Watch the Sitholes every Thursday at 17h30 on e.tv
Pretoria - It was an anti-climax of epic proportions. Friday Oscar Pistorius, it was rumoured, would take the stand to give his version of what happened the night he shot his girlfriend, Reeva Steenkamp.
It is crucial, believe some legal experts, that he steps into the witness box.
If he doesn’t explain what happened, he will almost certainly be found guilty of murder, they say.
Facing Pistorius will be State prosecutor Gerrie Nel, the man who ripped the former police commissioner Jackie Selebi to shreds when he took the stand in his corruption trial.
But what could have been a day of gripping testimony was not to be.
Judge Thokozile Masipa postponed the trial to April 7, because one of her assessors had fallen ill.
The news left dozens of local and foreign reporters, as well as the Pistorius and Steenkamp families, shocked.
The last-minute postponement has given Pistorius and his defence team a breather at a time when the trial enters a critical stage.
A defence lawyer with over 30 years’ experience told The Star it was imperative that Pistorius took the stand to disprove the State’s version of events.
The defence lawyer, who did not want to be named, said the testimony that witnesses had given so far had presented a host of contradictions.
Much had been said about these contradictions, but that was often the case, the lawyer said.
All that really matters now is whether Pistorius’s testimony will be believed over the State’s version.
“When he takes the stand, everyone will see the other side, Pistorius’s case, and there will be experts from the defence who will reconstruct on the shooting.
“Pistorius and his witnesses will have to give evidence that the court finds preferable to the State witnesses,” the lawyer said.
The problem, however, is that in giving so much information during Pistorius’s bail application, the defence set out its case before the trial even began.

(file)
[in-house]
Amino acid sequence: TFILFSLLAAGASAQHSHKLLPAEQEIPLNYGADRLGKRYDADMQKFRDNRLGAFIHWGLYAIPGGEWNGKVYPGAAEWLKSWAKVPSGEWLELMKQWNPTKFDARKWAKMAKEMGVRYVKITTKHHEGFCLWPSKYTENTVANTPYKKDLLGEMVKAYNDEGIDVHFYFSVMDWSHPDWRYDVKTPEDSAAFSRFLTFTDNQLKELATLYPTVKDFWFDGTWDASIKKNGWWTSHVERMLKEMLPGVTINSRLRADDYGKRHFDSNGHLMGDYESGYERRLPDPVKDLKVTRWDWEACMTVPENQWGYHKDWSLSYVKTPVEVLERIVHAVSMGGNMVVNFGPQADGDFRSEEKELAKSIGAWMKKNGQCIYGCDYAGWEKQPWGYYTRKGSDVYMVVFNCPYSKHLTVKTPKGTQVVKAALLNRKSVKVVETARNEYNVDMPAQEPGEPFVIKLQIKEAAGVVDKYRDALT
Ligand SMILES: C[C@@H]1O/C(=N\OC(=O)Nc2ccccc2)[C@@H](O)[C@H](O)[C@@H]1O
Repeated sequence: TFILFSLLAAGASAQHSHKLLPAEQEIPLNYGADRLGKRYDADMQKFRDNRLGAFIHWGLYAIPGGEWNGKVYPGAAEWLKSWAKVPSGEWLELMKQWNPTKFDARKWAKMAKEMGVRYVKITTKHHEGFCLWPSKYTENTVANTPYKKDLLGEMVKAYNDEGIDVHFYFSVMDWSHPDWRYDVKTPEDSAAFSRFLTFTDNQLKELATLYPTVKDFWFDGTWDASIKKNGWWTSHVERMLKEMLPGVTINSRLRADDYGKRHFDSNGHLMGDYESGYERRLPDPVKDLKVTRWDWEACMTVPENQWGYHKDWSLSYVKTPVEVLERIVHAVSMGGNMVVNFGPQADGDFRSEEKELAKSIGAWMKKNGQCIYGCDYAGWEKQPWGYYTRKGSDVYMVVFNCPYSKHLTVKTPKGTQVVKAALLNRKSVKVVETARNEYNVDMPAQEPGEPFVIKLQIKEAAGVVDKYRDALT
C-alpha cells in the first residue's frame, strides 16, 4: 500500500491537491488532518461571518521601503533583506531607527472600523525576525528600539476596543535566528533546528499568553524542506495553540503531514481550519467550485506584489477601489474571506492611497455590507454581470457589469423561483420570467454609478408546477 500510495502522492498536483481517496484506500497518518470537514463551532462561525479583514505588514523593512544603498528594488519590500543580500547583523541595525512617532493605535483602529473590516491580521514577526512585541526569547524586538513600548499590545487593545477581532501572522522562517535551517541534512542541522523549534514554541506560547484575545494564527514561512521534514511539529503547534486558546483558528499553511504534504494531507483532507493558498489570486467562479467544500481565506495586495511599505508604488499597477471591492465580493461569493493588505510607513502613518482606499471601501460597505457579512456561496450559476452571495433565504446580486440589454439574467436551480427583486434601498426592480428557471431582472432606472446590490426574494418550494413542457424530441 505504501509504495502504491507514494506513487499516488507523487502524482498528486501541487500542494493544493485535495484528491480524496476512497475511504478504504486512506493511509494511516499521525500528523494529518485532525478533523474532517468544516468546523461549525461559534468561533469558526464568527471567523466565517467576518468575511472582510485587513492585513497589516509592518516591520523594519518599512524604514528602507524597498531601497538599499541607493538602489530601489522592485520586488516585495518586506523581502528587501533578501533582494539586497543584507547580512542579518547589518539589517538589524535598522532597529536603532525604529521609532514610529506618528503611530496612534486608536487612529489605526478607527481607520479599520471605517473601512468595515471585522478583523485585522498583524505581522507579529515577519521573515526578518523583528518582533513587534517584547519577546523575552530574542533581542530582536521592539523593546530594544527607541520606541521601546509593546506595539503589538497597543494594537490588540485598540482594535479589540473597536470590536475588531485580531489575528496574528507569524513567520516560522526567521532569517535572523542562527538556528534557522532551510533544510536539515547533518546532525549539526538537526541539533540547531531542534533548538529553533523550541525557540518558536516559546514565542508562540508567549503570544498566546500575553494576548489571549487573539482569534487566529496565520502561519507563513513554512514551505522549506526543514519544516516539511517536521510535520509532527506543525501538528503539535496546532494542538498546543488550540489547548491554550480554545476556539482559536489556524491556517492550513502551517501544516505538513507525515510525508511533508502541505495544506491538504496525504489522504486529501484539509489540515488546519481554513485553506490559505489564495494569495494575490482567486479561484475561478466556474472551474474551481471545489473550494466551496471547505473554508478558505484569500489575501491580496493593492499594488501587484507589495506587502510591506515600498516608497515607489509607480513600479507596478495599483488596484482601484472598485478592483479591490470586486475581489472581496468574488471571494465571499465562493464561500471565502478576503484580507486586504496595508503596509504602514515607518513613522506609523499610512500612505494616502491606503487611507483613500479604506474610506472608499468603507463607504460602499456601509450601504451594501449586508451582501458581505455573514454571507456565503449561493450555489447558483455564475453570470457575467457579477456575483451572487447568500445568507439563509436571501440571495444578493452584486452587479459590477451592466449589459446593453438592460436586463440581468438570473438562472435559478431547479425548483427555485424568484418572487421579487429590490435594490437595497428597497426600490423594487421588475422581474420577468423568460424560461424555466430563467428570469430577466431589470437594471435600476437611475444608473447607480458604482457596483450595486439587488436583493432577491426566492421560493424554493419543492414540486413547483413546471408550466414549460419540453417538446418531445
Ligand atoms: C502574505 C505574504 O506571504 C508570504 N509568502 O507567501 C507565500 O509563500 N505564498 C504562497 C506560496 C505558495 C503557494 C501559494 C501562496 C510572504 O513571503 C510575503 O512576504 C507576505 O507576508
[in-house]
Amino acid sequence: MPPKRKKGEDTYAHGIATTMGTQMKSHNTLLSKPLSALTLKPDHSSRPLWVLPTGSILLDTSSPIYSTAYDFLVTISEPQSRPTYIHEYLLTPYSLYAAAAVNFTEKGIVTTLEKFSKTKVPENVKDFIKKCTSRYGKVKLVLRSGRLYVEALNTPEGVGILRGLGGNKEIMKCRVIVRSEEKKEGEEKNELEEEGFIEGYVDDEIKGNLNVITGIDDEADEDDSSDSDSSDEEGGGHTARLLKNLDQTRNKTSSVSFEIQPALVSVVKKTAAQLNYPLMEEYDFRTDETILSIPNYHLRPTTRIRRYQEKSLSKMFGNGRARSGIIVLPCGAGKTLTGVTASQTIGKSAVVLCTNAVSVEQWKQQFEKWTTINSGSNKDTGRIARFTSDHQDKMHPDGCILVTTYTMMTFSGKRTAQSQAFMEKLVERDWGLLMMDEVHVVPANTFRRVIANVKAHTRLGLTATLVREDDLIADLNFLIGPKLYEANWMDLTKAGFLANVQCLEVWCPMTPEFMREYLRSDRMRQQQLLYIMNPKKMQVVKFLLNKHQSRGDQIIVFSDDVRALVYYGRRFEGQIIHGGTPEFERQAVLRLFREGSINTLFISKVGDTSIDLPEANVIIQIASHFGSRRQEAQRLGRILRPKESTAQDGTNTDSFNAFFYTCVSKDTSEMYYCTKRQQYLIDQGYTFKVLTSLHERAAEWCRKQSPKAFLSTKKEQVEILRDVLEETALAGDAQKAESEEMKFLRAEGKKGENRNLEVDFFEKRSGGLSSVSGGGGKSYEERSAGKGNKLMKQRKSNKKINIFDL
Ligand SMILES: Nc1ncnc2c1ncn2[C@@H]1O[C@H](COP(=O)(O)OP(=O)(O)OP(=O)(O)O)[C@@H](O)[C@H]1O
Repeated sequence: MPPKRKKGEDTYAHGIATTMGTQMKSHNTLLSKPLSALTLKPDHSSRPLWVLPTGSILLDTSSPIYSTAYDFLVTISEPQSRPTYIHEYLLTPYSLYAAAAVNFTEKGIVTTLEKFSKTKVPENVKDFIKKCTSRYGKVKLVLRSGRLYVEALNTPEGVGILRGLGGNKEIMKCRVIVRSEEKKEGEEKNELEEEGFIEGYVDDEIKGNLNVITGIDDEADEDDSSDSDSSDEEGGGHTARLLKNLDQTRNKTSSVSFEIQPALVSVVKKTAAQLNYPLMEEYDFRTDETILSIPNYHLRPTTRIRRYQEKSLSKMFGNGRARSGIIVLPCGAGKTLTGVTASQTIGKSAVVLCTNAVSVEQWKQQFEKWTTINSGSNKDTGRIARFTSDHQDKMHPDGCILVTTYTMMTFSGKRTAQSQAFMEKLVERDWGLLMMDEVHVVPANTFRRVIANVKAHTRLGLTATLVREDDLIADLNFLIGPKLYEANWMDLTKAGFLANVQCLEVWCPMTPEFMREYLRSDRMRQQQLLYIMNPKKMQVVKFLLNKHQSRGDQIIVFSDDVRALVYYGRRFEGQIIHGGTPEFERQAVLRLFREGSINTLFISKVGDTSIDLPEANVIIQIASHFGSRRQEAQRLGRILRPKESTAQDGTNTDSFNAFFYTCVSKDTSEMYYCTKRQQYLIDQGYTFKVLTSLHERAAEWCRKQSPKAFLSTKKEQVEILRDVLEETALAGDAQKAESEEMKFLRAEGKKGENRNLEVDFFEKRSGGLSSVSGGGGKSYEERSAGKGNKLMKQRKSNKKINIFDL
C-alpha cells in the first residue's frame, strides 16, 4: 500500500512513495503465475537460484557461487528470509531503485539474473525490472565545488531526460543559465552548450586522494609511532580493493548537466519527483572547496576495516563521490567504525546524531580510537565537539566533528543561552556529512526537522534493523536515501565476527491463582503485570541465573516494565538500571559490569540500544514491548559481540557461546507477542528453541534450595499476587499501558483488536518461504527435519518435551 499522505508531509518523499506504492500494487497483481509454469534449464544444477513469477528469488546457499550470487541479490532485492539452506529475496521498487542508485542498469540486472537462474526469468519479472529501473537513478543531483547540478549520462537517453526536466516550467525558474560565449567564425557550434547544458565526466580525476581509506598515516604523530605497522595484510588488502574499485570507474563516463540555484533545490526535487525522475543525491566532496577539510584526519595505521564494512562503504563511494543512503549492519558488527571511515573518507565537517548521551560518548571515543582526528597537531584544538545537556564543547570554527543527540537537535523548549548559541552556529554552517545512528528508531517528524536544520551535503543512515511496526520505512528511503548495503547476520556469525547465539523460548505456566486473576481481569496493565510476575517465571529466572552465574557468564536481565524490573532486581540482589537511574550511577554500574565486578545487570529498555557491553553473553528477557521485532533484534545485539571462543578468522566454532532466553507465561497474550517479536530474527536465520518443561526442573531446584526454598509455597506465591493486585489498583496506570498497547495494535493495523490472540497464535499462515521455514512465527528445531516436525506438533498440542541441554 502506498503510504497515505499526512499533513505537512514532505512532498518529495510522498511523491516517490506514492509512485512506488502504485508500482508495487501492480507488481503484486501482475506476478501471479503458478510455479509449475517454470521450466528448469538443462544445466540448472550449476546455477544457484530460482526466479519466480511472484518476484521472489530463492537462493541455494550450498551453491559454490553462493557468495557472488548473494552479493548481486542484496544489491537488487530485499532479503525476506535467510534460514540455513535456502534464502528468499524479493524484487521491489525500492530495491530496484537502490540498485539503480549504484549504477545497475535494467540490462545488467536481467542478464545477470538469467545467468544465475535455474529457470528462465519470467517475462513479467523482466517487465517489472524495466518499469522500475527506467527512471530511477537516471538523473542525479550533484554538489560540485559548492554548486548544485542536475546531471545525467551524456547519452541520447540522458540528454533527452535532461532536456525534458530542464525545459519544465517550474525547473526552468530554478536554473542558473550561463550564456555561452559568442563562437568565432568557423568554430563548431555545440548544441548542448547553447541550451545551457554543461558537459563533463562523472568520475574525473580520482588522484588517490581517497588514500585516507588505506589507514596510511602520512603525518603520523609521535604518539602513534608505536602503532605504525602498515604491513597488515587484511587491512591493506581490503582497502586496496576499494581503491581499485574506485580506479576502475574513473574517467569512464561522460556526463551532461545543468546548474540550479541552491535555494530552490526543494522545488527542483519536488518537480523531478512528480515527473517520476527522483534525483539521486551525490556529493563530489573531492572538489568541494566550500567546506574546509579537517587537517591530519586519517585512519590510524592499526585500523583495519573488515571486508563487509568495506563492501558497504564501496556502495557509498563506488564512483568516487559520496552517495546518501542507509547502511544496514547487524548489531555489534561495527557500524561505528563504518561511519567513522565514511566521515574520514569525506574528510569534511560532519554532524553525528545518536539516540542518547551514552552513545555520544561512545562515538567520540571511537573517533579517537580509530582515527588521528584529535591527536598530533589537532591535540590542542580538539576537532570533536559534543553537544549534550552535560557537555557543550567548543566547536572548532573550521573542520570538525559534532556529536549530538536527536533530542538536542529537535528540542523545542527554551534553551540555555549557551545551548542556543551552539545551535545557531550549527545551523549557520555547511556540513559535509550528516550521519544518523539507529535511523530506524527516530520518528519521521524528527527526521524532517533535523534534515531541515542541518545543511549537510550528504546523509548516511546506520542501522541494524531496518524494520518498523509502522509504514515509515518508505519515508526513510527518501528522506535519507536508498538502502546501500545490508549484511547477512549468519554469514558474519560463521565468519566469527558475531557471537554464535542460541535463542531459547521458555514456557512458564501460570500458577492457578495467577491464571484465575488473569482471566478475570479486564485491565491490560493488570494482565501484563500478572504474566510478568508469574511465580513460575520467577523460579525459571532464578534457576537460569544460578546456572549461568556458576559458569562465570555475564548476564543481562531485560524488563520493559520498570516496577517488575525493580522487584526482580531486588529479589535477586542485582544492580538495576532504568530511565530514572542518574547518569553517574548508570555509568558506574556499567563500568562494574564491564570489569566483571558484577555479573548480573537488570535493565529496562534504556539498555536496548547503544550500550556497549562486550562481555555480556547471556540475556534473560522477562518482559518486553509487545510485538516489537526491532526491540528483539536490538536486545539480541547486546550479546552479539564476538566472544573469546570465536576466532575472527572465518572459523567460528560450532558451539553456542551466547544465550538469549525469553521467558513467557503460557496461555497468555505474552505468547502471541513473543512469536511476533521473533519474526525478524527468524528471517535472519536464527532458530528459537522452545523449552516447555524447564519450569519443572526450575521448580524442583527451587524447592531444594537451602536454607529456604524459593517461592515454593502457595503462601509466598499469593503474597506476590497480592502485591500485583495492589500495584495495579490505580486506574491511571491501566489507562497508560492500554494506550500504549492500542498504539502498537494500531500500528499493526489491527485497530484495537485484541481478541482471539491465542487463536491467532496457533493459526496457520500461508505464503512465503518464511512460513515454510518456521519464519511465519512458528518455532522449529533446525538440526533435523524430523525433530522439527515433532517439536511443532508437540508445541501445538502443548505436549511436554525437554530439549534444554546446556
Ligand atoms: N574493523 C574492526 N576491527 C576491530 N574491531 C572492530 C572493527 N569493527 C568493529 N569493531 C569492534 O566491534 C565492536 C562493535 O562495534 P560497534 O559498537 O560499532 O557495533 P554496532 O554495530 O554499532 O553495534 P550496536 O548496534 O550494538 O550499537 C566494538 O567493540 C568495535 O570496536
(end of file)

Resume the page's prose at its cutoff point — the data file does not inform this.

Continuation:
So the State might try and disprove his version of the shooting that night rather than prove what it says happened. Although it was unwise to do so, the difficulty for the defence was that Pistorius had been charged with premeditated murder and his lawyers were focused on getting bail.
“Earlier on, they committed themselves to a version. Now, even if he wanted to change it, he can’t without a huge credibility problem,” the lawyer said.
Wits School of Law Professor Stephen Tuson said Pistorius would probably be called to testify first (as is customary in our courts) to prevent an accusation that he tailored his evidence. University of Cape Town law lecturer Kelly Phelps added that it was the State, however, that had the burden of proof in any criminal case and had to prove guilt beyond reasonable doubt. The State’s version needs to be the only reasonable inference that can be drawn from the evidence presented.
The State closed its case on Tuesday after calling 21 of the 107 witnesses on its witness list including Pistorius’s neighbours, a security guard at the estate, the pathologist, a ballistics expert, a cellphone expert, Pistorius’s ex-girlfriend and former friends.
Meanwhile, a formal application by lawyers representing various broadcasters and publications was also filed this morning for the opportunity to film Pistorius during his testimony.
Non-expert witnesses have been given the right to ask that their testimonies not be broadcast live.